In The Great Deluge, bestselling author Douglas Brinkley finds the true heroes of this unparalleled catastrophe, and lets the survivors tell their own stories, masterly allowing them to record the nightmare that was Katrina.
Douglas Brinkley presents the definitive, revealing biography of an American legend: renowned news anchor Walter Cronkite.
An acclaimed author and historian, Brinkley has drawn upon recently disclosed letters, diaries, and other artifacts at the recently opened Cronkite Archive to bring detail and depth to this deeply personal portrait.
He also interviewed nearly two hundred of Cronkite’s closest friends and colleagues, including Andy Rooney, Leslie Stahl, Barbara Walters, Dan Rather, Brian Williams, Les Moonves, Christiane Amanpour, Katie Couric, Bob Schieffer, Ted Turner, Jimmy Buffett, and Morley Safer, using their voices to instill dignity and humanity in this study of one of America’s most beloved and trusted public figures.
The acclaimed, award-winning historian—“America’s new past master” (Chicago Tribune)—examines the environmental legacy of FDR and the New Deal.
Douglas Brinkley’s The Wilderness Warrior celebrated Theodore Roosevelt’s spirit of outdoor exploration and bold vision to protect 234 million acres of wild America. Now, in Rightful Heritage, Brinkley turns his attention to the other indefatigable environmental leader—Teddy’s distant cousin, Franklin Delano Roosevelt, chronicling his essential yet under-sung legacy as the founder of the Civilian Conservation Corps (CCC) and premier protector of America’s public lands. FDR built from scratch dozens of State Park systems and scenic roadways. Pristine landscapes such as the Great Smokies, the Everglades, Joshua Tree, the Olympics, Big Bend, Channel Islands, Mammoth Cave, and the slickrock wilderness of Utah were forever saved by his leadership.
Brinkley traces FDR’s love for the natural world from his youth exploring the Hudson River Valley and bird watching. As America’s president from 1933 to 1945, Roosevelt—consummate political strategist—established hundreds of federal migratory bird refuges and spearheaded the modern endangered species movement. He brilliantly positioned his conservation goals as economic policy to combat the severe unemployment of the Great Depression. During its nine-year existence, the CCC put nearly three million young men to work on conservation projects—including building trails in the national parks, pollution control, land restoration to combat the Dust Bowl, and planting over two billion trees.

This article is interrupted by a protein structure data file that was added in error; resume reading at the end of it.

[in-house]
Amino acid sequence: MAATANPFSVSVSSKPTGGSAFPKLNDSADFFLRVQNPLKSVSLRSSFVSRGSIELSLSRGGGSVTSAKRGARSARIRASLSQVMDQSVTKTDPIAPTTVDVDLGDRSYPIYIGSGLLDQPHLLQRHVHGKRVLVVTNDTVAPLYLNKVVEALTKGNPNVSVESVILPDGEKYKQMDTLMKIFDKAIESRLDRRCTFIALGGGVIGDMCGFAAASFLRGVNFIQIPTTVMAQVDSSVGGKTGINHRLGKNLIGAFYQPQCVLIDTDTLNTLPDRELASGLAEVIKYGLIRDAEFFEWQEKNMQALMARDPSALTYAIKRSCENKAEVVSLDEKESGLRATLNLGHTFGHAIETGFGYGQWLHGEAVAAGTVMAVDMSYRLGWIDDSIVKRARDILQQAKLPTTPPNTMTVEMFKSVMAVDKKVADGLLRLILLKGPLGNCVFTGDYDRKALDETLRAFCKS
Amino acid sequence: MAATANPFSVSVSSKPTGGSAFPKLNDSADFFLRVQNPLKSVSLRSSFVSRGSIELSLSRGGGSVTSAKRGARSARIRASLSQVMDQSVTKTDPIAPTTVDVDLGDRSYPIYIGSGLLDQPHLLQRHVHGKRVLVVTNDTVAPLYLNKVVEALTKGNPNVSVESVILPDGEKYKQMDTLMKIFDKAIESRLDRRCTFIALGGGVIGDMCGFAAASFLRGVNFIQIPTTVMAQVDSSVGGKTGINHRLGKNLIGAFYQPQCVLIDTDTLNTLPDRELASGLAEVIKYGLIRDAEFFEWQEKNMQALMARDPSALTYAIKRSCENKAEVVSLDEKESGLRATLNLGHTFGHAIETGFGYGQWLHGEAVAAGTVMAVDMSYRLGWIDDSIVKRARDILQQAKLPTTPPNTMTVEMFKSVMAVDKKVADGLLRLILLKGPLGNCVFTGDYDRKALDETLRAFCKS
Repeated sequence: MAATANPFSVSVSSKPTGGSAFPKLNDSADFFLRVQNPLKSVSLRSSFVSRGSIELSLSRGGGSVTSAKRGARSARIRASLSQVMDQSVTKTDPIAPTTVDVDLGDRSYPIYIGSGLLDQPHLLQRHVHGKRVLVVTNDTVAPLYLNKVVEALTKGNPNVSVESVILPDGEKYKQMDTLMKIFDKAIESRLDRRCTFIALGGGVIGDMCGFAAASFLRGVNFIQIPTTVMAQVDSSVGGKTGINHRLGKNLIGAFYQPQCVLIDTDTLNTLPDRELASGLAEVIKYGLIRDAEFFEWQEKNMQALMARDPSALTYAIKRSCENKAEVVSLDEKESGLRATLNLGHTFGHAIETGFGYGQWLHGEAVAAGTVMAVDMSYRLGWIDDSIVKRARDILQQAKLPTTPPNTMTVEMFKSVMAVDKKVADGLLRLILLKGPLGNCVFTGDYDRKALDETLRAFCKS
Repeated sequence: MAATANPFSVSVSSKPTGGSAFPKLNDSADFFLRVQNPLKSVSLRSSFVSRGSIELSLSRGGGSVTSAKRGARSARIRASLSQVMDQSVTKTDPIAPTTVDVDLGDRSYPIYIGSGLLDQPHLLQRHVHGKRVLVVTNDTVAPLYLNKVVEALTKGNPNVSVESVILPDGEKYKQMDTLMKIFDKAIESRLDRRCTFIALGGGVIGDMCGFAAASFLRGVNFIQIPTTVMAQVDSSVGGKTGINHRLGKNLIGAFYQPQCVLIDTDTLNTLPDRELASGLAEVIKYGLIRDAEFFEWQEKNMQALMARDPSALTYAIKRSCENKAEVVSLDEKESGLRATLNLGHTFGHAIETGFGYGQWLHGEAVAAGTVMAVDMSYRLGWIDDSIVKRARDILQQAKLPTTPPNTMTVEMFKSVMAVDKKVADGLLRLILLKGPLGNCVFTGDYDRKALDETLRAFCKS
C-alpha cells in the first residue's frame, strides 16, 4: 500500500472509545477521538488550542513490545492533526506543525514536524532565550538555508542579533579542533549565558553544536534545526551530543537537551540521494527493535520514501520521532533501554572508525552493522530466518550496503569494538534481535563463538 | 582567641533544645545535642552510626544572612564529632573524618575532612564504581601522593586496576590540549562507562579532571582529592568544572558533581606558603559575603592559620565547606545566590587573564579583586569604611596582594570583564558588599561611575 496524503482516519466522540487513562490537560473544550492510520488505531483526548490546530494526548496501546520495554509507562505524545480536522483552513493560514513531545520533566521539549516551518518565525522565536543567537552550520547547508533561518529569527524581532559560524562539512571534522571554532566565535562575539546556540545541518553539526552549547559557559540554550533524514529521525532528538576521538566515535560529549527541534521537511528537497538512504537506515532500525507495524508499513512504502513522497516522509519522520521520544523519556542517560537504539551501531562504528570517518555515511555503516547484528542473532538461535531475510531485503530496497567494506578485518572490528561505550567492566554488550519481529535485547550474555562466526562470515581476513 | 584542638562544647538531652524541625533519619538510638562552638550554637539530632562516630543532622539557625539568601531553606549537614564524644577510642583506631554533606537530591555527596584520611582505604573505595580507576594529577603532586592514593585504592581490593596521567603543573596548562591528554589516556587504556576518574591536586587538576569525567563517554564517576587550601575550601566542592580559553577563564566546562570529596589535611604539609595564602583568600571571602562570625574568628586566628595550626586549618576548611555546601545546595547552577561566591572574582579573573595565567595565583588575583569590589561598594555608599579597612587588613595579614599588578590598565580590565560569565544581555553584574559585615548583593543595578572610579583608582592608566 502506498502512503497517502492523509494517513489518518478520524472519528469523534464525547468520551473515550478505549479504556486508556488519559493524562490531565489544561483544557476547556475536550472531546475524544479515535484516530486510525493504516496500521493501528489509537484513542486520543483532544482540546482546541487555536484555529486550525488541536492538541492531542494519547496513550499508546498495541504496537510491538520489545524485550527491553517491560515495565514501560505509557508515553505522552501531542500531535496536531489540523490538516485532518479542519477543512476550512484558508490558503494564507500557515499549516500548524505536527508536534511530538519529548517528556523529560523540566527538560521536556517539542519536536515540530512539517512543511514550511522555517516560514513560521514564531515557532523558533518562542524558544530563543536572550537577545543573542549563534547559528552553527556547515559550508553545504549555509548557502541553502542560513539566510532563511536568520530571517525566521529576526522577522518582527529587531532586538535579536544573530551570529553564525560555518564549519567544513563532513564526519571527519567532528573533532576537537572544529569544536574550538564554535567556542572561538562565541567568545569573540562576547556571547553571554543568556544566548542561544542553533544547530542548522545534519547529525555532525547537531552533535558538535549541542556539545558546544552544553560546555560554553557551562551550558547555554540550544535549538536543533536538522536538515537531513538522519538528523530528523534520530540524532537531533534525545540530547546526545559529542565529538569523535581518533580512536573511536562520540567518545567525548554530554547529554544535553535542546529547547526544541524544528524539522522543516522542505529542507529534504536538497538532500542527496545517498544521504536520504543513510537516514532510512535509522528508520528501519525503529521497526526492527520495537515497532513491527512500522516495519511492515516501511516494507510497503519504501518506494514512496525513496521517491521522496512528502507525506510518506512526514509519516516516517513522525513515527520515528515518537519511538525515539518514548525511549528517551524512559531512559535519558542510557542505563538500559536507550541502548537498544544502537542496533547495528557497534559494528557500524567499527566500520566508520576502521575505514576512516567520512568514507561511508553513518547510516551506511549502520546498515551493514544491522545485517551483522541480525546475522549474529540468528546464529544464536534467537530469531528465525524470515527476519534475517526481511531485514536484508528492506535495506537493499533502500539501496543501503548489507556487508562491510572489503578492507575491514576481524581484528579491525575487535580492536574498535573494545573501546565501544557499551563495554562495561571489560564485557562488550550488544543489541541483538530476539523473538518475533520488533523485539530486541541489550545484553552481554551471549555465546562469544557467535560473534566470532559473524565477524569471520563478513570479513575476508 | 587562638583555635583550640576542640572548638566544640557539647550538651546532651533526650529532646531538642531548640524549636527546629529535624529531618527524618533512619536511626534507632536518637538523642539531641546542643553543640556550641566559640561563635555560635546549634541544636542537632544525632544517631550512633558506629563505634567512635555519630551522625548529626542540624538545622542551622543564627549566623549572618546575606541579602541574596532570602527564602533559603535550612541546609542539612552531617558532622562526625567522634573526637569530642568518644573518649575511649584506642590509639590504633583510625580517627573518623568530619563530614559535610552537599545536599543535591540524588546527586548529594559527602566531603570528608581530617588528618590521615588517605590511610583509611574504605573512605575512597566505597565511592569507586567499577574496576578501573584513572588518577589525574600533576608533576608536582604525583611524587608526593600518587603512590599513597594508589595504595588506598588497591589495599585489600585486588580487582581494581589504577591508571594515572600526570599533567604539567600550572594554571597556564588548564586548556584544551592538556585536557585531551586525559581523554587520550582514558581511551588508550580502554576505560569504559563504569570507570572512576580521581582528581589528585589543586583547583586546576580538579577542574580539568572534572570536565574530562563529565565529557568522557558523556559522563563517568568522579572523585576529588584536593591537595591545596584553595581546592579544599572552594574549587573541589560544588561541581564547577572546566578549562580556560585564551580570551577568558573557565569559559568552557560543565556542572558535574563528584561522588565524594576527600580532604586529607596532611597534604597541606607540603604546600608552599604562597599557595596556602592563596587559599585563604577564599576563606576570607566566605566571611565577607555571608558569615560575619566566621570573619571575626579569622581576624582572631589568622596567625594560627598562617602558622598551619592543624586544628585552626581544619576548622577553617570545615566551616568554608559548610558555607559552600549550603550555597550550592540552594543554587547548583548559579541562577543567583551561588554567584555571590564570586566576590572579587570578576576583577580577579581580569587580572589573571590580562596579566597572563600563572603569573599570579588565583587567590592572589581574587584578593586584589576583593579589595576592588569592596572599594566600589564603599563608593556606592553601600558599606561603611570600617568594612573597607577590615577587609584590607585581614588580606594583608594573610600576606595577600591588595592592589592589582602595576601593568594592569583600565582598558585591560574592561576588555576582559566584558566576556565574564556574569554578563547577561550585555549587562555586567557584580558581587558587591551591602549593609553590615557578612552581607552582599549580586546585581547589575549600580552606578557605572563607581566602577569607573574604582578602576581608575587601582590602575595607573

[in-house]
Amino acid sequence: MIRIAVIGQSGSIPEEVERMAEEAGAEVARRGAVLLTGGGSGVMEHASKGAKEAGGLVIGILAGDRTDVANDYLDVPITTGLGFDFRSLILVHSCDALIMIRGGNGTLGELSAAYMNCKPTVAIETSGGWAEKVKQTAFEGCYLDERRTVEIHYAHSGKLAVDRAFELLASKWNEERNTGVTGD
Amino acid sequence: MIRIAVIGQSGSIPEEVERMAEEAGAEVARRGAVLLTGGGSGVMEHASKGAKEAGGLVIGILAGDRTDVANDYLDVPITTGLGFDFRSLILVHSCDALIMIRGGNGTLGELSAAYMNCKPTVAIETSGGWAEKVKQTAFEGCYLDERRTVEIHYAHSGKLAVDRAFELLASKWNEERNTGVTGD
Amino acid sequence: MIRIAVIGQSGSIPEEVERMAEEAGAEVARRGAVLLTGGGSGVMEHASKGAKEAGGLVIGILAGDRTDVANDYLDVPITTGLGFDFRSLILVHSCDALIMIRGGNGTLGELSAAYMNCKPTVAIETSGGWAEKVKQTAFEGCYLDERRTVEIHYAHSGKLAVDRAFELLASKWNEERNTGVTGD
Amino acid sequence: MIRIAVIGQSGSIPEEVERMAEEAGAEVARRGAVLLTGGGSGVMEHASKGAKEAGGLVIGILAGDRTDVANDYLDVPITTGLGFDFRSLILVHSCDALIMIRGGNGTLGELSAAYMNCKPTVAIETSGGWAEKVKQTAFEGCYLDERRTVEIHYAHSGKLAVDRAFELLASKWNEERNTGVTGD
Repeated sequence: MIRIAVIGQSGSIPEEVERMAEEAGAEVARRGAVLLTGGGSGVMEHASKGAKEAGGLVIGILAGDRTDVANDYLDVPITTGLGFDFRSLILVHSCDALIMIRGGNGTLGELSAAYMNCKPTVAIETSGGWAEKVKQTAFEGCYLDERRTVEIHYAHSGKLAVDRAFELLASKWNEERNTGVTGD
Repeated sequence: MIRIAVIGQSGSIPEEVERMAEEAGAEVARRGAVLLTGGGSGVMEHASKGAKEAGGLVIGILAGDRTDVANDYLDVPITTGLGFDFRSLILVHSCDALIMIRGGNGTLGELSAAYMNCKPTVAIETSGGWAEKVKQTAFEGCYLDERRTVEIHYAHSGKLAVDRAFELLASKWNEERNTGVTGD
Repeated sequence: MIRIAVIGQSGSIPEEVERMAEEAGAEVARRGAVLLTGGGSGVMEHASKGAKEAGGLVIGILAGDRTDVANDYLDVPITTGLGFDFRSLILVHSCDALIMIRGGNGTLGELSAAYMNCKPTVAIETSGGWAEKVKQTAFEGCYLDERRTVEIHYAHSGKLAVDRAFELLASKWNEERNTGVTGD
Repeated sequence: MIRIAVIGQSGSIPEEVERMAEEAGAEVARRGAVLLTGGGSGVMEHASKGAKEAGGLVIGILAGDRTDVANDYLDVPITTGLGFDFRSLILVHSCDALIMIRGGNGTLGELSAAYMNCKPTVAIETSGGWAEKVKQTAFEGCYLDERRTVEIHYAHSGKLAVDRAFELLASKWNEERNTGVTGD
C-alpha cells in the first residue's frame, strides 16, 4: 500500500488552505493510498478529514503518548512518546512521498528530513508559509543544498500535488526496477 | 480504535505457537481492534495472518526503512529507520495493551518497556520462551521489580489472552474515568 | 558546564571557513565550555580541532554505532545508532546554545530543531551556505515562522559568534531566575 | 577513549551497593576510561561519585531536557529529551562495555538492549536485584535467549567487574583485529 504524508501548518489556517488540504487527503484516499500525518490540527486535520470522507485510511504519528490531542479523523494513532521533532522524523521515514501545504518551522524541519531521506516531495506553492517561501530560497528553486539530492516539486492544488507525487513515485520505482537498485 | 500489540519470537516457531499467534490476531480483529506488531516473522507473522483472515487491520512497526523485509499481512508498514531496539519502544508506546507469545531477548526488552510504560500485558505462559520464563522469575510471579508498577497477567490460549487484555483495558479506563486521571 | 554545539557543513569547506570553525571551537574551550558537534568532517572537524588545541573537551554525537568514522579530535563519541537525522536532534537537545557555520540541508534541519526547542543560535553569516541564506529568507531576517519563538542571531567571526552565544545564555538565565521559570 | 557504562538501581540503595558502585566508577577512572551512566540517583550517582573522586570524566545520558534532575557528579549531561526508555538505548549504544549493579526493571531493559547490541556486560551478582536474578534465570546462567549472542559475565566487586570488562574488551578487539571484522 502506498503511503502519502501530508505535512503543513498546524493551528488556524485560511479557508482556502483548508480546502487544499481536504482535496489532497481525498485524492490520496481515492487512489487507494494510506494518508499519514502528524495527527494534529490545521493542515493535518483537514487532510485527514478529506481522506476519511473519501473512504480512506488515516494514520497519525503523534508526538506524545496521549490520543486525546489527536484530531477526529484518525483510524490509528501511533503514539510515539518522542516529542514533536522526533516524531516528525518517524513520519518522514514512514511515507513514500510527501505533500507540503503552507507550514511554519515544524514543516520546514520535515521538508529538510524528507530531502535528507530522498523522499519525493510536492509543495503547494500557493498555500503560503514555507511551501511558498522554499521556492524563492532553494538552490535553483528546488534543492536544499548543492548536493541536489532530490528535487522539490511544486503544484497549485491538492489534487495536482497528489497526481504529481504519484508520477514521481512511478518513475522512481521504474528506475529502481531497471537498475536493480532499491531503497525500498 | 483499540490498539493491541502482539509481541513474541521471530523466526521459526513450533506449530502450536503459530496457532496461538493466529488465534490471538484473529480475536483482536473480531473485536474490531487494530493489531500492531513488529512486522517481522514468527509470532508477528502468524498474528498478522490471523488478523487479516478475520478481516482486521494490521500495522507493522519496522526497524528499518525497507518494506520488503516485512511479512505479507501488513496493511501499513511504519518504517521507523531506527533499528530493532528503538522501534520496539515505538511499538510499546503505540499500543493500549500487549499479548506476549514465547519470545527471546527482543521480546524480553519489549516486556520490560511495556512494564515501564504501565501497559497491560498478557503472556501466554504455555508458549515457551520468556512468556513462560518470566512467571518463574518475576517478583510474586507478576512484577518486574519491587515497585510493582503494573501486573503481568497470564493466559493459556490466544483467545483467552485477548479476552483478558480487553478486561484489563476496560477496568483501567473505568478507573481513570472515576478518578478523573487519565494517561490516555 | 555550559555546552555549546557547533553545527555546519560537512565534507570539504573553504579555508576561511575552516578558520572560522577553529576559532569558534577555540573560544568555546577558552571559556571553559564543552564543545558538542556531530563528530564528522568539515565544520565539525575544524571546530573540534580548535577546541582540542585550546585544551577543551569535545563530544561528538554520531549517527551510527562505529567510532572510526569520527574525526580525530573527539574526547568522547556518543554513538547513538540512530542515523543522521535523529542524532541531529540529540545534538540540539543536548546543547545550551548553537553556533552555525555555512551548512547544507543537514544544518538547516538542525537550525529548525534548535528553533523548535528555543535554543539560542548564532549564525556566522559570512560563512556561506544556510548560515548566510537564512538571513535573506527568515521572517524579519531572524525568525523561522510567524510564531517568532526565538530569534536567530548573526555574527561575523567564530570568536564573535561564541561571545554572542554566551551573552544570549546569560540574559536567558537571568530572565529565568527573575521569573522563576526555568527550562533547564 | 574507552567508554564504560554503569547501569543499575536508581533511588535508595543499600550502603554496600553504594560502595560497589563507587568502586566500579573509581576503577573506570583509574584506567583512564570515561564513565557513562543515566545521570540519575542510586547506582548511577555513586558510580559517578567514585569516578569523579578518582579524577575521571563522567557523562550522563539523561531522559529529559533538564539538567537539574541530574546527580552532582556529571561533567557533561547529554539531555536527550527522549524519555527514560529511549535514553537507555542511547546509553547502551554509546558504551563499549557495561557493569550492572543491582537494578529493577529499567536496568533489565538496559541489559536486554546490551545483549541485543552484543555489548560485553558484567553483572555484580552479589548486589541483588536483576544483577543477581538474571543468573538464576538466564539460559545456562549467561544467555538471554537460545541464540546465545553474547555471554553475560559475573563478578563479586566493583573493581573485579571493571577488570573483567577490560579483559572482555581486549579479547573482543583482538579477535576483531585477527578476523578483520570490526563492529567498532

Rightful Heritage is an epic chronicle that is both an irresistible portrait of FDR’s unrivaled passion and drive, and an indispensable analysis that skillfully illuminates the tension between business and nature—exploiting our natural resources and conserving them. Within the narrative are brilliant capsule biographies of such environmental warriors as Eleanor Roosevelt, Harold Ickes, and Rosalie Edge. Rightful Heritage is essential reading for everyone seeking to preserve our treasured landscapes as an American birthright.
“Douglas Brinkley has written a sweeping, blow-by-blow account of the struggle to preserve the last great remnants of American wilderness. An engaging appraisal of the crucial skirmishes in the battle over wild Alaska, The Quiet World is populated not only by the requisite luminaries like John Muir and Ansel Adams, but also by a cast of quirky, unexpected characters. The Quiet World is a fascinating and important read.” — Jon Krakauer
In this follow-up to his New York Times bestseller Wilderness Warrior, acclaimed historian Douglas Brinkley offers a riveting, expansive look at the past and present battle to preserve Alaska’s wilderness.
Brinkley explores the colorful diversity of Alaska’s wildlife, arrays the forces that have wreaked havoc on its primeval arctic refuge—from Klondike Gold Rush prospectors to environmental disasters like the Exxon-Valdez oil spill—and documents environmental heroes from Theodore Roosevelt to Dwight Eisenhower and beyond. Not merely a record of Alaska’s past, The Quiet World is a compelling call-to-arms for sustainability, conservationism, and conscientious environmental stewardship—a warning that the land once called Seward’s Folly may go down in history as America’s Greatest Mistake.
The first commercial, in-depth biography of the American-born Roman Catholic priest who may well be declared a saint. . . . “Delightful. . . . No magisterial biography emanating a suffocating aura of pomp and self-importance, this book is as low-key and as uplifting as Father Michael McGivney himself.”—Calgary Herald
“Father McGivney’s vision remains as relevant as ever in the changed circumstances of today’s Church and society.”—Pope John Paul II
In a time of discrimination and poverty for Catholics across America, Father Michael McGivney (1852-1890), began a legacy of hope that continues to this day. Called to action in 1882 by his sympathy for these suffering people, this dynamic yet tenderhearted man—the son of Irish immigrants— founded the Knights of Columbus, an organization that has saved countless families from destitution.
At heart, Father McGivney was the model of an American parish priest: Beloved by children, trusted by adults, and regarded as a “positive saint” by the elderly in his New Haven, CT, parish—a truly holy man whose life and works are still celebrated today.